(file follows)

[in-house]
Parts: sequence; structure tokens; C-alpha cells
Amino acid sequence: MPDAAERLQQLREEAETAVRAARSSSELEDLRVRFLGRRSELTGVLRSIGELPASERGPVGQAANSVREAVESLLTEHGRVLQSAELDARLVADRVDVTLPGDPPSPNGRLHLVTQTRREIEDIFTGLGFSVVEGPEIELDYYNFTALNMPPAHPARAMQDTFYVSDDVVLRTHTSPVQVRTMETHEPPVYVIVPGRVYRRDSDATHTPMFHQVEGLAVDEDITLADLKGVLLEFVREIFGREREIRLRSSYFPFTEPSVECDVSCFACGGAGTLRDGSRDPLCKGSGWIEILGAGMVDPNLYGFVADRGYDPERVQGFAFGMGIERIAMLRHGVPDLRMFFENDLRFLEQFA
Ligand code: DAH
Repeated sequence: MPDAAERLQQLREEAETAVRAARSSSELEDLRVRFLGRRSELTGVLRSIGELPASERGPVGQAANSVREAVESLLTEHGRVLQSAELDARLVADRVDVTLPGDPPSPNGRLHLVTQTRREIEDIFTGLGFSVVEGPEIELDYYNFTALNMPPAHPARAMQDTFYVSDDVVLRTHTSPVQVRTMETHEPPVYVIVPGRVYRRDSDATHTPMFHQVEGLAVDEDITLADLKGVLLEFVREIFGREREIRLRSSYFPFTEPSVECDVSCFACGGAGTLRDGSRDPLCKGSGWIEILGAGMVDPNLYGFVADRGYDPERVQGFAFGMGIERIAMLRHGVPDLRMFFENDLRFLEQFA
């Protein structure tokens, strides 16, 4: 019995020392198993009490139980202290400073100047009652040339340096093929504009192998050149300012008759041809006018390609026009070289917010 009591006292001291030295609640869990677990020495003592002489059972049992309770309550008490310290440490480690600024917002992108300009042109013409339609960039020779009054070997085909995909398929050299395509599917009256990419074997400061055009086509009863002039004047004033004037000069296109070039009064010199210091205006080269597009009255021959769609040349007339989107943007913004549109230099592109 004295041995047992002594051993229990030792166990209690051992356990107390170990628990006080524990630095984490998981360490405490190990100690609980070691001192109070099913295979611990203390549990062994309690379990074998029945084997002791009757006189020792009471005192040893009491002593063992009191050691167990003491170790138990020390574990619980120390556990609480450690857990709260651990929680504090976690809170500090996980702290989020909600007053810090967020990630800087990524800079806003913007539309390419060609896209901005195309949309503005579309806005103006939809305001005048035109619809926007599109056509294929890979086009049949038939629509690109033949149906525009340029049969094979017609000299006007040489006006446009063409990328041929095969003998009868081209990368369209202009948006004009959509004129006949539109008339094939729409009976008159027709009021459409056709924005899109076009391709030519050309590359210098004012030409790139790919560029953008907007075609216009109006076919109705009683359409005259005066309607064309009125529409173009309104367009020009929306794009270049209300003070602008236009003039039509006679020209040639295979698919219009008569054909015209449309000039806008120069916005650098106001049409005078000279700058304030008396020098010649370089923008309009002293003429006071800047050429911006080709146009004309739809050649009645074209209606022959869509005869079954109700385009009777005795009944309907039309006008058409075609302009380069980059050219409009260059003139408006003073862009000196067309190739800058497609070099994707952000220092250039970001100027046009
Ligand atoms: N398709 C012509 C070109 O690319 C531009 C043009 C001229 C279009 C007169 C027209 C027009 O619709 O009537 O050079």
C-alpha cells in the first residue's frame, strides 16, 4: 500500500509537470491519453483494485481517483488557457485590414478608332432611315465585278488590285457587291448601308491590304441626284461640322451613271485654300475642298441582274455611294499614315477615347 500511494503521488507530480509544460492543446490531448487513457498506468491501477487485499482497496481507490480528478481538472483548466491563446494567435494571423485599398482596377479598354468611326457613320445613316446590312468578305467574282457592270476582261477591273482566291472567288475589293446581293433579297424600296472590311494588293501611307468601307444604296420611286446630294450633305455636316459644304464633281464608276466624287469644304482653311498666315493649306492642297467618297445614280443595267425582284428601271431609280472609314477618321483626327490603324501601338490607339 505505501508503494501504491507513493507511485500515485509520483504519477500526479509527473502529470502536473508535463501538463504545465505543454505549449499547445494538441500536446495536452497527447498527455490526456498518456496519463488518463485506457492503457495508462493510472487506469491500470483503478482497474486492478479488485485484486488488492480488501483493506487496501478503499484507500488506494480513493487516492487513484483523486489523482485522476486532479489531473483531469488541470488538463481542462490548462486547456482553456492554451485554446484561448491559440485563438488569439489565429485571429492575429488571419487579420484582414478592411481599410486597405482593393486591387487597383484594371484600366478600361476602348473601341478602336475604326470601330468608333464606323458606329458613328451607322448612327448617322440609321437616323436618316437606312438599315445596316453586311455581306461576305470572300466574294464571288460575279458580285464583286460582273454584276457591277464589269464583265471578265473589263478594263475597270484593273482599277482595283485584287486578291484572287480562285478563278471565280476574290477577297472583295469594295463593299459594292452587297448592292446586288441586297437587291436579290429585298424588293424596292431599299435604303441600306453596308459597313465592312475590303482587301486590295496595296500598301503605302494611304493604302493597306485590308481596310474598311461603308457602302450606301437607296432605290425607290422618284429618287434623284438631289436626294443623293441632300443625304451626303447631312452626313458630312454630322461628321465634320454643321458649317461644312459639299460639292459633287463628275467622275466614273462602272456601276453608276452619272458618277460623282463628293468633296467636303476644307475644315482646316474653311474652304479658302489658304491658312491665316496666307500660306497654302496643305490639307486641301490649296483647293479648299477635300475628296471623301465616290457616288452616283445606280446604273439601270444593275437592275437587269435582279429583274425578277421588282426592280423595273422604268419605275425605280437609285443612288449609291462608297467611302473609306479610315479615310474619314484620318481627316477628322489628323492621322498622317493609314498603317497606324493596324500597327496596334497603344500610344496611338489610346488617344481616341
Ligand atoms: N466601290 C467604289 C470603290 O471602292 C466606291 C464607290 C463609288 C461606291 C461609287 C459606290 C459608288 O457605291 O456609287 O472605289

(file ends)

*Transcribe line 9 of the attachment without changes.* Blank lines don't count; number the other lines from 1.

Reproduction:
Ligand atoms: N466601290 C467604289 C470603290 O471602292 C466606291 C464607290 C463609288 C461606291 C461609287 C459606290 C459608288 O457605291 O456609287 O472605289